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WALKER v. HENDERSON

January 11, 1996

LARRY D. WALKER, Plaintiff,
v.
JOHN S. HENDERSON, Warden, District of Columbia Department of Corrections Occoquan Facility, and CAROL PAVOLOK-GETTY, Chairperson, United States Parole Commission, Defendants.



The opinion of the court was delivered by: RICHEY

 Before the Court in the above-captioned case are the petitioner's "Writ of Mandamus to Compel the United States Parole Commission to Render Petitioner a Dispositional Review on Detainer/Warrant" and the respondent's Motion to Dismiss. Upon careful consideration of the parties' pleading, the entire record herein, and the law applicable thereto, the Court shall grant the respondent's Motion. *fn1"

 BACKGROUND

 The petitioner, who is currently incarcerated at the Lorton Reformatory serving an eighteen year to life sentence imposed by the District of Columbia Superior Court pursuant to his conviction or manslaughter and second degree murder while armed, alleges that the defendants have unlawfully executed a detainer against him. The gravamen of the petitioner's claim is that the United States Parole Commission "failed to follow their own rules and regulations concerning the issuance of a 'Parole Violator's Warrant,' [] lodging it as a 'Detainer'. . . . in violation of 18 U.S.C. § 4214(b) and (c), and 28 C.F.R. § 2.27." The petitioner requests that the Commission provide him with a dispositional review hearing.

 As the respondents note, the petitioner's supervision on special parole was problematic. In October 1981, the petitioner's probation officer reported that the petitioner had been arrested and charged with violating the Uniform Controlled Substances Act. See Letter, attached to Response as Exhibit F. The petitioner's probation officer recommended that no action be taken pending the resolution of the outstanding charge. On May 20, 1982, the petitioner entered a plea of guilty and was subsequently placed on probation for a period of fifteen months. See Letter, attached to Response as Exhibit G. Based on this conviction and the petitioner's behavior while on supervised release, the petitioner's probation officer requested that a special parole violator warrant be issued. See id. The Commission complied with this request and issued a special parole violator warrant on January 5, 1983, charging the petitioner with three separate violations of his release. See Warrant Application and Warrant, attached to Response as Exhibits H and I.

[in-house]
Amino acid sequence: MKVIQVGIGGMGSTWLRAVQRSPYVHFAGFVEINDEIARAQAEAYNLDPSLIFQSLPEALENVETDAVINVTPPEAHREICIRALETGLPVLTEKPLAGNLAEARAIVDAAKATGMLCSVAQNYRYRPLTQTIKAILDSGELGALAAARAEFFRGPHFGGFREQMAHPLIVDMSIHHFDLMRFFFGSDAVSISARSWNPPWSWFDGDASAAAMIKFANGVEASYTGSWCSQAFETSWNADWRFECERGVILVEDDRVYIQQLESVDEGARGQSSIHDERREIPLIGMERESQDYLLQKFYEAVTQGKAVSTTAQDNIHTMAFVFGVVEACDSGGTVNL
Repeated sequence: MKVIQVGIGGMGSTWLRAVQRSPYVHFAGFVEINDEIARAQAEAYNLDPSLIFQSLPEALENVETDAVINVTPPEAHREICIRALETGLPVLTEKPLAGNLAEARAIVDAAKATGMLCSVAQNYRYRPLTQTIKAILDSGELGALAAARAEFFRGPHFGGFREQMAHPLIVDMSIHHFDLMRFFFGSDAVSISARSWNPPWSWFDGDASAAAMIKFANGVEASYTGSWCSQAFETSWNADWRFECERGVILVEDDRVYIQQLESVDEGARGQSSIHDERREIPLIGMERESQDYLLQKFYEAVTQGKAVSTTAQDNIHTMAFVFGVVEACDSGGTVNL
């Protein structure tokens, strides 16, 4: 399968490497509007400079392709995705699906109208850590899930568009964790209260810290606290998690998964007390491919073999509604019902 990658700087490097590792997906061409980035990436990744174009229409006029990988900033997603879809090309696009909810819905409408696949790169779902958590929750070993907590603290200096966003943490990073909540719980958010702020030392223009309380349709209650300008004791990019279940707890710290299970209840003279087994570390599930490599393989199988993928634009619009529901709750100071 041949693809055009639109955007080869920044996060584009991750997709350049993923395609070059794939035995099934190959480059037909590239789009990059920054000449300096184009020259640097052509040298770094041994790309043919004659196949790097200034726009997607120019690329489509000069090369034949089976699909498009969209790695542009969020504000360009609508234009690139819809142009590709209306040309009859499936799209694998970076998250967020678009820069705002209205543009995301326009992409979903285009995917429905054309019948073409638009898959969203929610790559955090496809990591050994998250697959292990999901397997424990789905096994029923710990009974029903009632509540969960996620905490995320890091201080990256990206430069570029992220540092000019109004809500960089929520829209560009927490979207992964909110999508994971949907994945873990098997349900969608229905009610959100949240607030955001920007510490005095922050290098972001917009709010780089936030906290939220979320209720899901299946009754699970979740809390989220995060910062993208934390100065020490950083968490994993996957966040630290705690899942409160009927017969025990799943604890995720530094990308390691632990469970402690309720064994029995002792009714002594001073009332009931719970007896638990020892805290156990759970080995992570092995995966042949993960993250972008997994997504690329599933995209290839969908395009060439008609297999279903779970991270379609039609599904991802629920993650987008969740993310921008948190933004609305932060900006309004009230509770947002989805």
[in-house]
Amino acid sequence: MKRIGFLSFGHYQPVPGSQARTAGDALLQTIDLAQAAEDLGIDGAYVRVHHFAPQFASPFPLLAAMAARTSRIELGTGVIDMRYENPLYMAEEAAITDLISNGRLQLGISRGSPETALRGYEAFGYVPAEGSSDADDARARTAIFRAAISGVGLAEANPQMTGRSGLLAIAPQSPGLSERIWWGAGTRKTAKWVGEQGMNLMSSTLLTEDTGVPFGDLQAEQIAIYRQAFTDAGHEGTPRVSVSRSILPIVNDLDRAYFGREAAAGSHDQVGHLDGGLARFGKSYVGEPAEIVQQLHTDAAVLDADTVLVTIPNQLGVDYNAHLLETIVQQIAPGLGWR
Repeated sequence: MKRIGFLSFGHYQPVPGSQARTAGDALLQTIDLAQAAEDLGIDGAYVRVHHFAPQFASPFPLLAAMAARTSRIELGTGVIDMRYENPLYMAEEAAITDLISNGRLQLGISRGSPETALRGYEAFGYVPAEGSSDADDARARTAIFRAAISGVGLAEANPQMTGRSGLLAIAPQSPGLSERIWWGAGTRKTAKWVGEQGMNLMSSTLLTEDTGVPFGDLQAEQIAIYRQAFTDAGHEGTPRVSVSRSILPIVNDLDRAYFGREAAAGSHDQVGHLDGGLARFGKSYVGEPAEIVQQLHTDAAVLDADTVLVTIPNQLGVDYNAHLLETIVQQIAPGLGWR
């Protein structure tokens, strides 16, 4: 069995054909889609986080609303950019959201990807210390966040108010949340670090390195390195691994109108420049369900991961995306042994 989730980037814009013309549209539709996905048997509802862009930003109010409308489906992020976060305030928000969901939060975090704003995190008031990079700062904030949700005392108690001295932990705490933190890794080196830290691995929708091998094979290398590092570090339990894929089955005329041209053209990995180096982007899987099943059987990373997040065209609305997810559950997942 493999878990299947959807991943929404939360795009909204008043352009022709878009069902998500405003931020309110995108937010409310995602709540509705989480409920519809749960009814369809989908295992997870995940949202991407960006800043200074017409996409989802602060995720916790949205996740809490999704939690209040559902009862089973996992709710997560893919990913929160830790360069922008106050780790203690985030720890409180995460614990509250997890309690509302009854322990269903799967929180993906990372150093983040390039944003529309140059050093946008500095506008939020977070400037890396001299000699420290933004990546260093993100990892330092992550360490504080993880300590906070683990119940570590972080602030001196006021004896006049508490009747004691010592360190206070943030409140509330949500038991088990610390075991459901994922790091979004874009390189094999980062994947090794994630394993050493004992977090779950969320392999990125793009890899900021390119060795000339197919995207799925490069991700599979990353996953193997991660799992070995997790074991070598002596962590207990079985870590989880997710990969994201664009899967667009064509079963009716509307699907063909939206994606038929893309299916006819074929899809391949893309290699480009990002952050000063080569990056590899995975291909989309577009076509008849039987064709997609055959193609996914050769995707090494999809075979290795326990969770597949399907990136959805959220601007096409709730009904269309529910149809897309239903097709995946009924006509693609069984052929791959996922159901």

Before the Commission's warrant could be executed, the petitioner was charged with murder; he subsequently turned himself in to the Metropolitan Police Department. See Letter, attached to Response as Exhibit J. Based on this new information, the Commission supplemented the warrant application to include the additional parole violation charges of second degree murder while armed and manslaughter. See Supplemental Warrant Application, attached to Response as Exhibit K. This new criminal conduct involved two different murders, one occurring on December 24, 1982 and the other occurring on January 9, 1983. See id. at pp. 1-2.

 In July of 1984, the Commission inquired about the status of the outstanding criminal charges. See Memorandum, attached to Response as Exhibit L. In response to the Commission's inquiry, the probation officer reported that, on June 7, 1984, the petitioner was given a fifteen-year to life sentence on the second degree murder while armed charge, and a three to fifteen-year sentence on the manslaughter charge. Id. Upon the basis of this new information, the Commission again supplemented the warrant application. See Supplemental Warrant Application, attached to Response as Exhibit M.

 In December 1984, the Commission inquired as to the present location of the petitioner so that it could commence a dispositional review of the detainer. See Memorandum, attached to Response as Exhibit N. Upon learning that the petitioner was incarcerated at the maximum security facility at Lorton, Virginia, the Commission commenced a dispositional review of the detainer and, upon receiving a progress report from the District of Columbia, the Commission conducted a dispositional record review. See Dispositional review, attached to Response as Exhibit O. Thereafter, the Commission ordered that the detainer stand and that a dispositional revocation hearing be conducted subsequent to January 1998. See Order, attached to Response as Exhibit P. A letter informing the petitioner of the Commission's decision was sent on March 8, 1985. See Letter,- attached to Response as Exhibit Q. The letter was again mailed to the petitioner on August 10, 1993. See Letter, attached to Response as Exhibit R.

 On July 27, 1995, the Commission conditionally withdrew its warrant. See Order, attached to Response as Exhibit S. Therefore, the warrant can no longer be lodged as a detainer.

 As noted, the petitioner claims that the Commission failed to follow their own rules and regulations concerning the issuance of the detainer. Accordingly, he asks that the Commission provide him with a dispositional review hearing. Because the Commission has withdrawn its warrant and it no longer remains lodged as a detainer against him, the petitioner's claim is moot. Furthermore, even if the warrant were still lodged as a detainer against him, the petitioner is not entitled to a revocation hearing until the warrant is executed.

 I. The Commission's withdrawal of the warrant renders the petitioner's claim moot.

 The instant case mirrors Jackson v. McCall, 509 F. Supp. 504 (D.D.C. 1981), in which this Court denied a parolee's petition for a writ of habeas corpus, or in the alternative, for a writ of mandamus requiring a final parole revocation hearing, where the warrant alleging parole violations was withdrawn rendering parolee's claim moot. With respect to the ...


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